Metro Weekly

Amnesia: The James Brighton Enigma

Reel Affirmations 2006

Amnesie: L’enigme James Brighton

Review by Dan Odenwald

Rating: starstarstar (3 out of 5)

Saturday, 10/14/2006, 3:00 PM
Feature presentation, $9 at Lincoln Theatre

AT ONCE STRANGE and provocative, Amnesia: The Enigma of James Brighton is a thoughtful meditation on identity and self-discovery. Apparently based on a true story, the film portrays the plight of an American who wakes up naked in Montreal one morning and remembers nothing of his past — except that he’s gay.

With no memory of who he is or where he comes from, the man begins the painful process of starting over, almost as if born again. Accepted into the fold of a gay social service organization, the man — he later comes to believe his name is James Brighton — works to remember his old life while building a new one in Canada.

After appearing on Canadian television shows to promote his case, James is identified by American police in connection with a gruesome crime. He’s also reunited with his family in Tennessee, a group of hard-charging Pentecostals.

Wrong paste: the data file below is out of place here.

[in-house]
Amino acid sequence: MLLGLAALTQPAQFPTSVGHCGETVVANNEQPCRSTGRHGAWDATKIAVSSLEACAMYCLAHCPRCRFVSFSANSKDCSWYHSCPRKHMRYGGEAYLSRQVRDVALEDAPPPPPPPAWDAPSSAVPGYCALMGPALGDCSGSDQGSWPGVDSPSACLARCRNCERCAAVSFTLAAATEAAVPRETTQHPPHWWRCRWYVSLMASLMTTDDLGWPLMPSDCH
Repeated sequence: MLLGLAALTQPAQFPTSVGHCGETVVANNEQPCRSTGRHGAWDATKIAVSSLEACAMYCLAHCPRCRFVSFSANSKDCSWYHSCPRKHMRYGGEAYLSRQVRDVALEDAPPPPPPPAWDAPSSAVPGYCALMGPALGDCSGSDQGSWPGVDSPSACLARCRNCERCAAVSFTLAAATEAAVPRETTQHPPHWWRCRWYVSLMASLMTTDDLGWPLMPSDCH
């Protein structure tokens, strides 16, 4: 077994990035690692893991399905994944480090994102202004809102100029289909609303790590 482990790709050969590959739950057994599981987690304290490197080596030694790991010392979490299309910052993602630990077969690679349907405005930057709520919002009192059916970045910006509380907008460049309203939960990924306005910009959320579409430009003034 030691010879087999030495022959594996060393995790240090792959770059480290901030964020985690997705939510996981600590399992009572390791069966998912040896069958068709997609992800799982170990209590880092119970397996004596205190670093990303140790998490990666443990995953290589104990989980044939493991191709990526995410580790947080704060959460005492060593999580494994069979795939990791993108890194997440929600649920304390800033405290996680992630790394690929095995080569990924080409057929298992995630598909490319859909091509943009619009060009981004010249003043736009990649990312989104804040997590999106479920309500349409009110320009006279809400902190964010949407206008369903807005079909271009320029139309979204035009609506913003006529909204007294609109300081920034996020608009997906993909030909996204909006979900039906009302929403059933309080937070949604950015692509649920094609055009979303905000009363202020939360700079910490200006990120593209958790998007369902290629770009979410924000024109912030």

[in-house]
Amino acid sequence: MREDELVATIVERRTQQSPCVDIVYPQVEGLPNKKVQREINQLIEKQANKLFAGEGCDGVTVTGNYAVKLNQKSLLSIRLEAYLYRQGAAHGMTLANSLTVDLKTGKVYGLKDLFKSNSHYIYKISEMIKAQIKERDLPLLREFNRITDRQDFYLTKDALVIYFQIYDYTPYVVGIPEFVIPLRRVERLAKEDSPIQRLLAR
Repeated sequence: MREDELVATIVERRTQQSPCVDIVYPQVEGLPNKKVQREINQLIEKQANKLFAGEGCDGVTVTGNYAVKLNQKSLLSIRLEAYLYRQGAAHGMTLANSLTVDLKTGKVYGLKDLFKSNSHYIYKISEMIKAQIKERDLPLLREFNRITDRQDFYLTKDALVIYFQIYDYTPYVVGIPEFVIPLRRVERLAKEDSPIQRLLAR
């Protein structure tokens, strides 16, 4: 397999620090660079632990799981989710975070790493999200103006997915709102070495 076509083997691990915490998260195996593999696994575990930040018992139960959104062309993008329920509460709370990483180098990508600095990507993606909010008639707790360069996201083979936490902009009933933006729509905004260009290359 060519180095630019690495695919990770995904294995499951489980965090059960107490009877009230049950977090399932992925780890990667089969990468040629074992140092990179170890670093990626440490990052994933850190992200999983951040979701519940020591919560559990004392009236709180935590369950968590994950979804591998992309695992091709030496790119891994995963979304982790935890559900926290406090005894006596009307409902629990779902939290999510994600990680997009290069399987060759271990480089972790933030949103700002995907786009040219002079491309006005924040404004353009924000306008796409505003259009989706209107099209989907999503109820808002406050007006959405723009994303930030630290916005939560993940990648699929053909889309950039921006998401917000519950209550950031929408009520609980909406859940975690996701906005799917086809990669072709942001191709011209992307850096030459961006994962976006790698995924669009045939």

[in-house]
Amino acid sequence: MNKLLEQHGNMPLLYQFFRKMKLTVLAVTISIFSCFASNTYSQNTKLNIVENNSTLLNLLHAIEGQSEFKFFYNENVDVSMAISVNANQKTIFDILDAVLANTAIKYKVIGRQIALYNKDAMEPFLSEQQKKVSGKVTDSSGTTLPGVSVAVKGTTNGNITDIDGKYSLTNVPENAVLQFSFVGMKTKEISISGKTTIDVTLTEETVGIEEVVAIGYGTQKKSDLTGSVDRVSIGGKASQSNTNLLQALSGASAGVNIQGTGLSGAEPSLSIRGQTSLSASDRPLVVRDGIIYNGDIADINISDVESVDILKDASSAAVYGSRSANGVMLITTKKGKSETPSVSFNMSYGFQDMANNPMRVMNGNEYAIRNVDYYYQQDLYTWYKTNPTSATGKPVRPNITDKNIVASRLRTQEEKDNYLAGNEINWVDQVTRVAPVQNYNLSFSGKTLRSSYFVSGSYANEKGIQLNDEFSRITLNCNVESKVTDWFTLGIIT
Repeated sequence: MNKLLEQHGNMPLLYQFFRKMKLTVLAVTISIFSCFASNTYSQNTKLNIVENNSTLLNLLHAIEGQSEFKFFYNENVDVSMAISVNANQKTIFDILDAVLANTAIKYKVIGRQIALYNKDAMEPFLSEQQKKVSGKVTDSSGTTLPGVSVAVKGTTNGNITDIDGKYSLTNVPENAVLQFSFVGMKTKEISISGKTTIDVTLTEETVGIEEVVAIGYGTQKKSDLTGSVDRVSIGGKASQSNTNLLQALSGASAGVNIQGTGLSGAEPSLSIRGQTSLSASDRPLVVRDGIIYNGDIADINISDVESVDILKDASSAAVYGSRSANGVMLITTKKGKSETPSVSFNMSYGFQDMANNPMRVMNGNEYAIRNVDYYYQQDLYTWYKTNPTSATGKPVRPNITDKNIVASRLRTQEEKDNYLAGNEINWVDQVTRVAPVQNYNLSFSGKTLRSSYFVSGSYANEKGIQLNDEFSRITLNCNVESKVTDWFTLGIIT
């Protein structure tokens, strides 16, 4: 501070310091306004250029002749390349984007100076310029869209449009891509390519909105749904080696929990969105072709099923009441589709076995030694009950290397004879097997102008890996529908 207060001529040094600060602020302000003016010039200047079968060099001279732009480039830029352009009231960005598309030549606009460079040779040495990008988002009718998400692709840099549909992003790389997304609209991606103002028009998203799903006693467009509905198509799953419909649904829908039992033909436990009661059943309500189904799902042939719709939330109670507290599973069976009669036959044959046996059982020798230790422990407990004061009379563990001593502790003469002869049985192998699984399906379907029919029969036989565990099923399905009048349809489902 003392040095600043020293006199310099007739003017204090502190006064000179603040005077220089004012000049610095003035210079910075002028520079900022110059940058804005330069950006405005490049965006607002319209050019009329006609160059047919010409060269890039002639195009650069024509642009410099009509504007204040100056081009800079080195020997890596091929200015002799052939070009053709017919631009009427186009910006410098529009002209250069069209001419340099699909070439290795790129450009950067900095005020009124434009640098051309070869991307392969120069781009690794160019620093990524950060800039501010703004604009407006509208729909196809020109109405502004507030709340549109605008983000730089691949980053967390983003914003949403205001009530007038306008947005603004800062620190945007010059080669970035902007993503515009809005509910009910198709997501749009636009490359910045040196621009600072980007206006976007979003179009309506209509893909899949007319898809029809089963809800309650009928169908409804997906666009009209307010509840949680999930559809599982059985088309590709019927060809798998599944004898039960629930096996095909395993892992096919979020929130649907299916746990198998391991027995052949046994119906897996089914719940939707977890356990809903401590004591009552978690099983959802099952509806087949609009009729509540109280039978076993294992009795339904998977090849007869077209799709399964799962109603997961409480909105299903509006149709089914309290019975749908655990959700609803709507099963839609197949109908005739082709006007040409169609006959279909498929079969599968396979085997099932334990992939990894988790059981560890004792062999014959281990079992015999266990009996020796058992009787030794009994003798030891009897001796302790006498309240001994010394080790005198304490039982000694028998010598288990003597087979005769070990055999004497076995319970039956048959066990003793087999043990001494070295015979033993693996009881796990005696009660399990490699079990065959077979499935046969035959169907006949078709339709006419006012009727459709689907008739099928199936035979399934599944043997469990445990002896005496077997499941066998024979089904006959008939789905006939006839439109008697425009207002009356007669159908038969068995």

Mysterious and challenging, the film delves deeply into the questions of who we are and how we become that way. Dusan Dukic plays the enigmatic title character. His performance is admirable: At times tender and volatile, Dukic captures the mix of bewilderment and frustration that mark his character’s dramatic memory loss.

The film is also made richer by the often poetic voiceover commentary from a character in the story, who plays a criminologist writing her dissertation on the case. The device underscores the broad themes of the movie and helps unify the occasionally confusing plot.

Filmgoers looking for a neat and tidy story might consider avoiding Amnesia. Questions are left unanswered and the film’s tendency to jump back and forth in time will certainly puzzle some viewers. Of course, the effect allows us to sympathize with James’ predicament: not being able to make sense of the images around us.

The payoff in Amnesia is considerable if you’re willing to stick with it. The underlying metaphor will resonate with gay audiences who so often have to start over and begin life anew after coming out.

More potent is the emotional climax of the film that simultaneously brings a sense of closure and understanding to the story while encouraging us to welcome the inevitable amount of mystery — and unanswerable questions — in all of our lives. — Dan Odenwald

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Amnesia: The James Brighton Enigma

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